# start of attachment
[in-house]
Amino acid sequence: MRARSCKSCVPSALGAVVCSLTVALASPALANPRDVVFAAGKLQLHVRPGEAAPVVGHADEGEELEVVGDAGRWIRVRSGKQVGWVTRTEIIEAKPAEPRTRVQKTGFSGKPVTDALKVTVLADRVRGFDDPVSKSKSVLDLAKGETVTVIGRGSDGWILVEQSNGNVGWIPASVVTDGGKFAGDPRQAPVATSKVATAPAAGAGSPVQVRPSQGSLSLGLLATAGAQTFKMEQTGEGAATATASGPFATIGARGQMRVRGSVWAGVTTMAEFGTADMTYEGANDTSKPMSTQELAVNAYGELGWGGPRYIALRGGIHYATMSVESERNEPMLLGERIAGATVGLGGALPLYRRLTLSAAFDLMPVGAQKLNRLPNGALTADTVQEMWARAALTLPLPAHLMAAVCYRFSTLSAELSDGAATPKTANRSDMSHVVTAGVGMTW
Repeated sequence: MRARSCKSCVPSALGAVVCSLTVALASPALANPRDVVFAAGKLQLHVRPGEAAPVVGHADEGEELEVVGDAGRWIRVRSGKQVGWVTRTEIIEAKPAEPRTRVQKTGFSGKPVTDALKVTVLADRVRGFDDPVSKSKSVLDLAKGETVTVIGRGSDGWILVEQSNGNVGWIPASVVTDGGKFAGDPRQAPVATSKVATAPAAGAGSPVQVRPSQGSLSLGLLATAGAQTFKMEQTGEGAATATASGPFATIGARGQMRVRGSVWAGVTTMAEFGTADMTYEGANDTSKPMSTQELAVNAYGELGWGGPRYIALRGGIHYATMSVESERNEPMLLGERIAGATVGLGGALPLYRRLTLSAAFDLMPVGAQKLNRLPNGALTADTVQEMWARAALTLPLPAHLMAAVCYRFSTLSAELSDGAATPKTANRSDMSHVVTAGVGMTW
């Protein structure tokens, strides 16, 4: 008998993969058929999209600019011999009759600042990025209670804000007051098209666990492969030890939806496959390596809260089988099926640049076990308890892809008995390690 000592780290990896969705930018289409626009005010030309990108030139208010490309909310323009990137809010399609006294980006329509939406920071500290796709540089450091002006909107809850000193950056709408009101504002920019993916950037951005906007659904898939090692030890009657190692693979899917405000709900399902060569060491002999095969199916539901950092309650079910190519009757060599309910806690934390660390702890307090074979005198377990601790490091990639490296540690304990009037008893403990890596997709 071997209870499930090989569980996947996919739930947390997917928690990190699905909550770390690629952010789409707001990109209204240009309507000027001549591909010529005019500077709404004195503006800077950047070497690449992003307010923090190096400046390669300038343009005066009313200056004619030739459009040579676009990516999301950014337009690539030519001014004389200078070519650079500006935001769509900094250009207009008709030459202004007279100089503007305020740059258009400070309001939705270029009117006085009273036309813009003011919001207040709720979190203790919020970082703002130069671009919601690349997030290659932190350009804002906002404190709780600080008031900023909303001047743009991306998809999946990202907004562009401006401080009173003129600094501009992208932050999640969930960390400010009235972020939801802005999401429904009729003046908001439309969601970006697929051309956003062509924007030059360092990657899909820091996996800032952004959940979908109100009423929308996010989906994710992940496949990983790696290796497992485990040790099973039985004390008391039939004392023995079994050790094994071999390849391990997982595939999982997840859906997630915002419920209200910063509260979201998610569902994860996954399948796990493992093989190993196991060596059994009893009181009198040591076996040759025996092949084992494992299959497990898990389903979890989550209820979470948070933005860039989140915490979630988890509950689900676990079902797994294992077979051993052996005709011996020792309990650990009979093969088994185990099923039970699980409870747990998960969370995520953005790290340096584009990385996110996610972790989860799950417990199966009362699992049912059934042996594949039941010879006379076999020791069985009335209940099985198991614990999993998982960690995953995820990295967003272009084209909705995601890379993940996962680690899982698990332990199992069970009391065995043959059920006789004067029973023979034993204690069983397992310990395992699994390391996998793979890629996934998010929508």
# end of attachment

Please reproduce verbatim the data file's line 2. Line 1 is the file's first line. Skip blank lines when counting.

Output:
Amino acid sequence: MRARSCKSCVPSALGAVVCSLTVALASPALANPRDVVFAAGKLQLHVRPGEAAPVVGHADEGEELEVVGDAGRWIRVRSGKQVGWVTRTEIIEAKPAEPRTRVQKTGFSGKPVTDALKVTVLADRVRGFDDPVSKSKSVLDLAKGETVTVIGRGSDGWILVEQSNGNVGWIPASVVTDGGKFAGDPRQAPVATSKVATAPAAGAGSPVQVRPSQGSLSLGLLATAGAQTFKMEQTGEGAATATASGPFATIGARGQMRVRGSVWAGVTTMAEFGTADMTYEGANDTSKPMSTQELAVNAYGELGWGGPRYIALRGGIHYATMSVESERNEPMLLGERIAGATVGLGGALPLYRRLTLSAAFDLMPVGAQKLNRLPNGALTADTVQEMWARAALTLPLPAHLMAAVCYRFSTLSAELSDGAATPKTANRSDMSHVVTAGVGMTW